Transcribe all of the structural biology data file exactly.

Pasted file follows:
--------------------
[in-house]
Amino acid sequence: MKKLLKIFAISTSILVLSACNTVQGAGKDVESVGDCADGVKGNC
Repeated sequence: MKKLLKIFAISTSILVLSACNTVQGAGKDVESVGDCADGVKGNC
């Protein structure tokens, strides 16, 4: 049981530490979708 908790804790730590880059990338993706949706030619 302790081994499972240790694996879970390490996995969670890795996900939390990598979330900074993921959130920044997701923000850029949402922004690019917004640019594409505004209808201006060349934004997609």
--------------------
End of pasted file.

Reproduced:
[in-house]
Amino acid sequence: MKKLLKIFAISTSILVLSACNTVQGAGKDVESVGDCADGVKGNC
Repeated sequence: MKKLLKIFAISTSILVLSACNTVQGAGKDVESVGDCADGVKGNC
């Protein structure tokens, strides 16, 4: 049981530490979708 908790804790730590880059990338993706949706030619 302790081994499972240790694996879970390490996995969670890795996900939390990598979330900074993921959130920044997701923000850029949402922004690019917004640019594409505004209808201006060349934004997609």